Anything larger than 8.6 feet in width, taller than 13.6 feet in height, longer than 53 feet, or that exceeds 80,000 pounds of gross weight is generally considered a heavy load. Heavy haul transport includes heavy equipment, wide loads, and oversized freight.
“Anything larger” certainly opens the door for some pretty incredible hauls at times! Here’s a few of the most notable heavy hauls in history...
Heaviest “heavy haul” ever recorded: 4,800 ton water desalination unit. The tractor-trailer truck used for this had 172 axles!
The largest item ever “heavy hauled” on the roads of Britain: power station transformer weighing 640 tons. It was moved at 4 miles per hour which, of course, led to several traffic snarls.
High-tech transit: The muon g-2 electromagnet storage ring had to be transported in one piece and could not be tilted more than a few degrees without causing irreparable damage to the complex wiring.
Space shuttle moved: When it was retired, Endeavor was moved 12 miles to the California Science Center. It took up six lanes of traffic and drew a crowd of onlookers.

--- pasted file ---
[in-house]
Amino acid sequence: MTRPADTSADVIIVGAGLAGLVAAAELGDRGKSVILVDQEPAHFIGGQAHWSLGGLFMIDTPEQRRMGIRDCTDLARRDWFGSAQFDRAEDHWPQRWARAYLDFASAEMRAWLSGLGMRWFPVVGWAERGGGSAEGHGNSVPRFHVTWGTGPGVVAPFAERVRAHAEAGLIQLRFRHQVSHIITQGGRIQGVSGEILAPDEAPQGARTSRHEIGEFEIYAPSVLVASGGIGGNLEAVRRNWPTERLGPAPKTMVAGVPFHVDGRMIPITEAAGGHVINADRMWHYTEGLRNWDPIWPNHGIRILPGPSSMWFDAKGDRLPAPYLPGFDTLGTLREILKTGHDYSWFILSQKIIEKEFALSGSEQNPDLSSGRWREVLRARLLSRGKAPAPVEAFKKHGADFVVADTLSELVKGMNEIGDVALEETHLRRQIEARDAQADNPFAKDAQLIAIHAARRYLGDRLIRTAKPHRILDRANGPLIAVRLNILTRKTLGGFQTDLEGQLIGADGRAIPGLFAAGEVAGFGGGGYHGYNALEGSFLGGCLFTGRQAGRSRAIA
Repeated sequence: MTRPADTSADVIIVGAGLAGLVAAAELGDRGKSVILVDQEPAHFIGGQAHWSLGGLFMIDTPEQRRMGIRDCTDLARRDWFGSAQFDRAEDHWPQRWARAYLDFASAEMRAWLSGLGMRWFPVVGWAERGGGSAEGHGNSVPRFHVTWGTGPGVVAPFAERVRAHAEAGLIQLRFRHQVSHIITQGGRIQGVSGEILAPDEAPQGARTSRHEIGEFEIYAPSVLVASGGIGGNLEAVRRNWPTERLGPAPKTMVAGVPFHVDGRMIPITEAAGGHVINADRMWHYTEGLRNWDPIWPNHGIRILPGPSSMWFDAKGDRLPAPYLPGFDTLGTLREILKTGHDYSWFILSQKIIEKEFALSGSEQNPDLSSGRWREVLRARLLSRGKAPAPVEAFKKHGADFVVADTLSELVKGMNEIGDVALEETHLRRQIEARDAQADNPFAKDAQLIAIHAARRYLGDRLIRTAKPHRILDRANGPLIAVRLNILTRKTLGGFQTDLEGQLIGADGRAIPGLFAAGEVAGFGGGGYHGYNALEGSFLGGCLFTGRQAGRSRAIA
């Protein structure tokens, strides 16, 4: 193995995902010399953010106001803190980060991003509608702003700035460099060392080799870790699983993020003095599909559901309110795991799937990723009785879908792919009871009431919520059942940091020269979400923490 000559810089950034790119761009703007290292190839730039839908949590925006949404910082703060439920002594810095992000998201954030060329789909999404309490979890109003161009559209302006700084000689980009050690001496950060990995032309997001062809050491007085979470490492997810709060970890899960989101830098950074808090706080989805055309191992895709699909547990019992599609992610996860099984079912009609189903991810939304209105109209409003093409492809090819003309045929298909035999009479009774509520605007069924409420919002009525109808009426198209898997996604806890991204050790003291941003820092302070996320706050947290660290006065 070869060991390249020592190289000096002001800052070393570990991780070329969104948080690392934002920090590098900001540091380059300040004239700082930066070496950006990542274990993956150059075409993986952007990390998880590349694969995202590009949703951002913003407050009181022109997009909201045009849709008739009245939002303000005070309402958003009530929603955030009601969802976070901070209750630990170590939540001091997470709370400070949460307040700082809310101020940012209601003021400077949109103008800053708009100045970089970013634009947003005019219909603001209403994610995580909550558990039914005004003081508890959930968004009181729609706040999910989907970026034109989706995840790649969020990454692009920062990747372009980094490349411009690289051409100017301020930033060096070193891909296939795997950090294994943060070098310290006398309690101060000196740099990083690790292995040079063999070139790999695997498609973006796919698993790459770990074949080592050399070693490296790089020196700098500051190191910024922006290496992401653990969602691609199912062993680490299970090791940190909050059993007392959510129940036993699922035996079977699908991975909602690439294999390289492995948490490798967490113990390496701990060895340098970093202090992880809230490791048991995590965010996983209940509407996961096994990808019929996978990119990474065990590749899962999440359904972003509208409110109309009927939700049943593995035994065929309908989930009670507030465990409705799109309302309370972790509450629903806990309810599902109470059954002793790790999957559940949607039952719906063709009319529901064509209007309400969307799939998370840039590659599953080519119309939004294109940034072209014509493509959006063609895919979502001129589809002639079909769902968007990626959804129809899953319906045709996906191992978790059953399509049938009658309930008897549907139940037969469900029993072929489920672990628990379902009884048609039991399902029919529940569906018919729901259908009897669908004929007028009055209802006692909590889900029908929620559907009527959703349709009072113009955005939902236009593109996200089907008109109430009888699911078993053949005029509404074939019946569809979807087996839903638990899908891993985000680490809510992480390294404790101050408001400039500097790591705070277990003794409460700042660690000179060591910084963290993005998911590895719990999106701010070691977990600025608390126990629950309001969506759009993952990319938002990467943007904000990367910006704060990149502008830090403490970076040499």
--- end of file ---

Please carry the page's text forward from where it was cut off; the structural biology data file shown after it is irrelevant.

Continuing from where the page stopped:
Big even for Texas: Over a span of 25 days, the Texas Department of Transportation moved an 850 ton turbine engine. They had to create a custom rig to haul it which spanned the length of a football field.
Tubular tower: Two Heat Transfer Reactor Experiment (HTRE) reactors were hauled to a visitor centre at the Idaho National Laboratory in 1988, where they remain today.
Getting a boost: A prototype Saturn V rocket was moved from the manufacturing engineering laboratory to a new stand at Nasa’s Marshall Space Flight Center in Huntsville, Alabama, in March 1965.
Hero’s story on display: The fuselage of US Airways flight 1549 that pilot Chesley ‘Sully’ Sullenberger miraculously landed on the Hudson River was towed to the Carolinas Aviation Museum in Charlotte, NC.